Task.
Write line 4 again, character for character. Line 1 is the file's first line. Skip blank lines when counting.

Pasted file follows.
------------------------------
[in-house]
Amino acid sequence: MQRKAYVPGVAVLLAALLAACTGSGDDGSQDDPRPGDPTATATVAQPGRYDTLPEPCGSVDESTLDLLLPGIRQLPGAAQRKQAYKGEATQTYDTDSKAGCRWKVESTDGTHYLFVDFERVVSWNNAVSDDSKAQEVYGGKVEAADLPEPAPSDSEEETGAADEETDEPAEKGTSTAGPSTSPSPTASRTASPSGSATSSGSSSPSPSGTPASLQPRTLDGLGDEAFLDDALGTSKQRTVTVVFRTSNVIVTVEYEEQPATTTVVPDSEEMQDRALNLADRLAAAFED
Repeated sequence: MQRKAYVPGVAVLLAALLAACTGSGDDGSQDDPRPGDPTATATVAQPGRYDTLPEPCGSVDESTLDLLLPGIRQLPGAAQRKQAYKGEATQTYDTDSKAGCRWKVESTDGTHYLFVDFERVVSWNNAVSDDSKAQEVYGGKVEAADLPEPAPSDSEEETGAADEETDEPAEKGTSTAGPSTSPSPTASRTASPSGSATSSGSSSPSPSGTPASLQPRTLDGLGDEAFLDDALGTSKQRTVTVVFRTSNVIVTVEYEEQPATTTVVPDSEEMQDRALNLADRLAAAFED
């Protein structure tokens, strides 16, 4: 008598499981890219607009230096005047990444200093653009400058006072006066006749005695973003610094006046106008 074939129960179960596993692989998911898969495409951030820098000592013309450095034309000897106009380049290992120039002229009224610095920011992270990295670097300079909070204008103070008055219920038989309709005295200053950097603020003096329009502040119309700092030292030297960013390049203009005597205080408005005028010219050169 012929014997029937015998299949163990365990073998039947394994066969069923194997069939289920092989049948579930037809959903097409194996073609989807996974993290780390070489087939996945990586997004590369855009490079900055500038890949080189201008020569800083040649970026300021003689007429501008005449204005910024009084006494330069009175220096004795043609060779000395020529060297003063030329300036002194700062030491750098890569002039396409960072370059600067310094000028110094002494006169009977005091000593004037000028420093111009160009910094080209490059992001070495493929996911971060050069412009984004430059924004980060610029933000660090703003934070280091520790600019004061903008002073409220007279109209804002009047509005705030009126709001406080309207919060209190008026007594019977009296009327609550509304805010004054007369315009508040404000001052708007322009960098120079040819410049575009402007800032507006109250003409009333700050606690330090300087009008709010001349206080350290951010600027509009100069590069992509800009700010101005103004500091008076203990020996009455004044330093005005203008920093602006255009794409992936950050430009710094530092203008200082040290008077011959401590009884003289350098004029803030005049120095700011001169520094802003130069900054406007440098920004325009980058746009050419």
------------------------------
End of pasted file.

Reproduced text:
């Protein structure tokens, strides 16, 4: 008598499981890219607009230096005047990444200093653009400058006072006066006749005695973003610094006046106008 074939129960179960596993692989998911898969495409951030820098000592013309450095034309000897106009380049290992120039002229009224610095920011992270990295670097300079909070204008103070008055219920038989309709005295200053950097603020003096329009502040119309700092030292030297960013390049203009005597205080408005005028010219050169 012929014997029937015998299949163990365990073998039947394994066969069923194997069939289920092989049948579930037809959903097409194996073609989807996974993290780390070489087939996945990586997004590369855009490079900055500038890949080189201008020569800083040649970026300021003689007429501008005449204005910024009084006494330069009175220096004795043609060779000395020529060297003063030329300036002194700062030491750098890569002039396409960072370059600067310094000028110094002494006169009977005091000593004037000028420093111009160009910094080209490059992001070495493929996911971060050069412009984004430059924004980060610029933000660090703003934070280091520790600019004061903008002073409220007279109209804002009047509005705030009126709001406080309207919060209190008026007594019977009296009327609550509304805010004054007369315009508040404000001052708007322009960098120079040819410049575009402007800032507006109250003409009333700050606690330090300087009008709010001349206080350290951010600027509009100069590069992509800009700010101005103004500091008076203990020996009455004044330093005005203008920093602006255009794409992936950050430009710094530092203008200082040290008077011959401590009884003289350098004029803030005049120095700011001169520094802003130069900054406007440098920004325009980058746009050419």